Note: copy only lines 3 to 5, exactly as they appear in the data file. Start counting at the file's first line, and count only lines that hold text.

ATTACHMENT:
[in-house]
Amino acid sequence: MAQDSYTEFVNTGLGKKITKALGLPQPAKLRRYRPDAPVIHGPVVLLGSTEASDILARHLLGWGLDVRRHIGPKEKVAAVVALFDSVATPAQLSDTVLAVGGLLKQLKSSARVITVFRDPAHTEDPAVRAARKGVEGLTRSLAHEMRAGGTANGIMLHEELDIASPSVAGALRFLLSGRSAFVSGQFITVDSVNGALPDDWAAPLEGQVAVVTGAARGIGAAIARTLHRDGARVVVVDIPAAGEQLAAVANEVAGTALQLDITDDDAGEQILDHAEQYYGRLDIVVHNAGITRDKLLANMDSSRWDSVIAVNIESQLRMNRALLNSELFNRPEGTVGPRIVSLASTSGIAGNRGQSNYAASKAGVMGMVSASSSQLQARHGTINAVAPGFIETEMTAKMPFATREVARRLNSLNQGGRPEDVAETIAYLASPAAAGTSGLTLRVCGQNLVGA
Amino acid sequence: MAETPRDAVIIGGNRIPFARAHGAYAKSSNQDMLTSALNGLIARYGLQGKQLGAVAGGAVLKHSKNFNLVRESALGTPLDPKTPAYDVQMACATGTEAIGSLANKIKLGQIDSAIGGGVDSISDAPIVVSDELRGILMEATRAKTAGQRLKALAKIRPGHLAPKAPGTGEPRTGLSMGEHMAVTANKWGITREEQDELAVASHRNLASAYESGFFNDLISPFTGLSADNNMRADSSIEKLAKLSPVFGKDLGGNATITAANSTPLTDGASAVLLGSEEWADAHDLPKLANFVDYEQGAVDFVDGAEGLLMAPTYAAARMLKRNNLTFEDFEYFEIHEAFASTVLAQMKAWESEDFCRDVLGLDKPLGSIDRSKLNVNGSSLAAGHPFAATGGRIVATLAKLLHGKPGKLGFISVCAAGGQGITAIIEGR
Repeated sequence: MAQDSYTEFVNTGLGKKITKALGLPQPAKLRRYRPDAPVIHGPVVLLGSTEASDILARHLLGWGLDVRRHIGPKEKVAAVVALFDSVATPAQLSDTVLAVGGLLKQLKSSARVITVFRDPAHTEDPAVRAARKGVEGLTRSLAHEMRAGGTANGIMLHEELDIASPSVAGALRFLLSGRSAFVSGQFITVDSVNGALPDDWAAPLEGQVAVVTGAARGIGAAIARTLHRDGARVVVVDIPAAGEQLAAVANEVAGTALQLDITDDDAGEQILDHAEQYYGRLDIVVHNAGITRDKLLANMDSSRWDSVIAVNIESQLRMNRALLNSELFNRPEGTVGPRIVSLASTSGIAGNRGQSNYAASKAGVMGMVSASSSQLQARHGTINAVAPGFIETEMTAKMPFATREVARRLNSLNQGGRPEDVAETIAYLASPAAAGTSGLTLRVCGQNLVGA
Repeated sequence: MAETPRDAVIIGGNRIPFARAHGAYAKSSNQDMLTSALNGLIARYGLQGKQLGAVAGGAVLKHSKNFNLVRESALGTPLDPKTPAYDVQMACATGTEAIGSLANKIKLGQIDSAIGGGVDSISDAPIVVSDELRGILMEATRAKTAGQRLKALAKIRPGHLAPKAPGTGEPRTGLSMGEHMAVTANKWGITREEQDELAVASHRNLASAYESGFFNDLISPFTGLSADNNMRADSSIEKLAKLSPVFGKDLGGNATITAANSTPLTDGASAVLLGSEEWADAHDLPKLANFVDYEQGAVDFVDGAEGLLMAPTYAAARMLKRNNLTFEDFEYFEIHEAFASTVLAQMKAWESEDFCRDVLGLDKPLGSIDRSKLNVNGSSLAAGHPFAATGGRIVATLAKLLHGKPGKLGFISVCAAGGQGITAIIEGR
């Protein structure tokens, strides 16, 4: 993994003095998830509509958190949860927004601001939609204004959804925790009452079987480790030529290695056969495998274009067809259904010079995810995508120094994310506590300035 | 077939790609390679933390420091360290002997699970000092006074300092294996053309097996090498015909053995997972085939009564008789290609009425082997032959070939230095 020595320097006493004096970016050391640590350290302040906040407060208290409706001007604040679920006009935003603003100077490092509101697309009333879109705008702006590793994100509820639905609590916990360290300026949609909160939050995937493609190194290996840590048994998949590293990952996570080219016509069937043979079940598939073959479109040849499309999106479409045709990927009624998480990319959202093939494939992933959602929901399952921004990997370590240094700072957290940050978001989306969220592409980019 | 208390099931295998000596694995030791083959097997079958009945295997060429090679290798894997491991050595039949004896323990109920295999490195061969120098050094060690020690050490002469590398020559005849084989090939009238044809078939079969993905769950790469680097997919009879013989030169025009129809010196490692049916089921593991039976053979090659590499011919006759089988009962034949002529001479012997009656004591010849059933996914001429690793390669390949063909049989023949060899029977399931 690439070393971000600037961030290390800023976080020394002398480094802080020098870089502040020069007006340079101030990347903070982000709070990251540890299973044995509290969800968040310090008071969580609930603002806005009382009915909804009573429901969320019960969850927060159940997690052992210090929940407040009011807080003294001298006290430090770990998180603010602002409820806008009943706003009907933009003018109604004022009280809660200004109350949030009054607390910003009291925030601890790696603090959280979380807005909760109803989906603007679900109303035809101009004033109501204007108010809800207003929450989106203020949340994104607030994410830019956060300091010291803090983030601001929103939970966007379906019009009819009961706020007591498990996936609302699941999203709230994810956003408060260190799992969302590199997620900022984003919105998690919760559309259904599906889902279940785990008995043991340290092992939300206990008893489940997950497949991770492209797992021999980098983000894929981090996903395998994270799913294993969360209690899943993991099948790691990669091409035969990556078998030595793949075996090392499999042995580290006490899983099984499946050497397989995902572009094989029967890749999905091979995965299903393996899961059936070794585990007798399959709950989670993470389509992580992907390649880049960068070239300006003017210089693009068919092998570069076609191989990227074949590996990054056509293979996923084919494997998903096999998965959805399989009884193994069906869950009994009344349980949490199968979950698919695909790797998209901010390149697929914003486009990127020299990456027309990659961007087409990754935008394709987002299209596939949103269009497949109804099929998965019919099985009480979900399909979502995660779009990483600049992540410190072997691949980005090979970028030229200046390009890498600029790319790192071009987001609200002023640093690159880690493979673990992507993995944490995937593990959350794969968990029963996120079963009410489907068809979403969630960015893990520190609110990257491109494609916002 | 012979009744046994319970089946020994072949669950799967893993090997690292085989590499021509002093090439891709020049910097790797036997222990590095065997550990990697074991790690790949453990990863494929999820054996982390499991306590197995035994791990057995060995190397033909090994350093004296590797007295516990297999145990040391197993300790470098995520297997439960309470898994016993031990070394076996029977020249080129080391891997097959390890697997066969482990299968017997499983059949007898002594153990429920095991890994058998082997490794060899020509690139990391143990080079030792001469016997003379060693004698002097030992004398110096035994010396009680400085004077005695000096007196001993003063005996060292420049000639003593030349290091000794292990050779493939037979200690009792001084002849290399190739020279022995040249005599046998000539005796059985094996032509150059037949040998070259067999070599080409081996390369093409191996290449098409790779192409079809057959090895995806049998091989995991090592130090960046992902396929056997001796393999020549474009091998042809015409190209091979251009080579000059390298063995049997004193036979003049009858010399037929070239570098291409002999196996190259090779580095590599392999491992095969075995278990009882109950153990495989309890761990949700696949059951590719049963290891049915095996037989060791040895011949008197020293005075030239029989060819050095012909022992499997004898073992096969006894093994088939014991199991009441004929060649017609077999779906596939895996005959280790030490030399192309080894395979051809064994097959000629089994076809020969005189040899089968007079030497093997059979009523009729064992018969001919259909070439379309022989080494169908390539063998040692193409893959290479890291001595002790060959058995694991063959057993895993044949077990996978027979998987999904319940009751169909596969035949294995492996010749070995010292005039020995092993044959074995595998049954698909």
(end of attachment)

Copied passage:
Amino acid sequence: MAETPRDAVIIGGNRIPFARAHGAYAKSSNQDMLTSALNGLIARYGLQGKQLGAVAGGAVLKHSKNFNLVRESALGTPLDPKTPAYDVQMACATGTEAIGSLANKIKLGQIDSAIGGGVDSISDAPIVVSDELRGILMEATRAKTAGQRLKALAKIRPGHLAPKAPGTGEPRTGLSMGEHMAVTANKWGITREEQDELAVASHRNLASAYESGFFNDLISPFTGLSADNNMRADSSIEKLAKLSPVFGKDLGGNATITAANSTPLTDGASAVLLGSEEWADAHDLPKLANFVDYEQGAVDFVDGAEGLLMAPTYAAARMLKRNNLTFEDFEYFEIHEAFASTVLAQMKAWESEDFCRDVLGLDKPLGSIDRSKLNVNGSSLAAGHPFAATGGRIVATLAKLLHGKPGKLGFISVCAAGGQGITAIIEGR
Repeated sequence: MAQDSYTEFVNTGLGKKITKALGLPQPAKLRRYRPDAPVIHGPVVLLGSTEASDILARHLLGWGLDVRRHIGPKEKVAAVVALFDSVATPAQLSDTVLAVGGLLKQLKSSARVITVFRDPAHTEDPAVRAARKGVEGLTRSLAHEMRAGGTANGIMLHEELDIASPSVAGALRFLLSGRSAFVSGQFITVDSVNGALPDDWAAPLEGQVAVVTGAARGIGAAIARTLHRDGARVVVVDIPAAGEQLAAVANEVAGTALQLDITDDDAGEQILDHAEQYYGRLDIVVHNAGITRDKLLANMDSSRWDSVIAVNIESQLRMNRALLNSELFNRPEGTVGPRIVSLASTSGIAGNRGQSNYAASKAGVMGMVSASSSQLQARHGTINAVAPGFIETEMTAKMPFATREVARRLNSLNQGGRPEDVAETIAYLASPAAAGTSGLTLRVCGQNLVGA
Repeated sequence: MAETPRDAVIIGGNRIPFARAHGAYAKSSNQDMLTSALNGLIARYGLQGKQLGAVAGGAVLKHSKNFNLVRESALGTPLDPKTPAYDVQMACATGTEAIGSLANKIKLGQIDSAIGGGVDSISDAPIVVSDELRGILMEATRAKTAGQRLKALAKIRPGHLAPKAPGTGEPRTGLSMGEHMAVTANKWGITREEQDELAVASHRNLASAYESGFFNDLISPFTGLSADNNMRADSSIEKLAKLSPVFGKDLGGNATITAANSTPLTDGASAVLLGSEEWADAHDLPKLANFVDYEQGAVDFVDGAEGLLMAPTYAAARMLKRNNLTFEDFEYFEIHEAFASTVLAQMKAWESEDFCRDVLGLDKPLGSIDRSKLNVNGSSLAAGHPFAATGGRIVATLAKLLHGKPGKLGFISVCAAGGQGITAIIEGR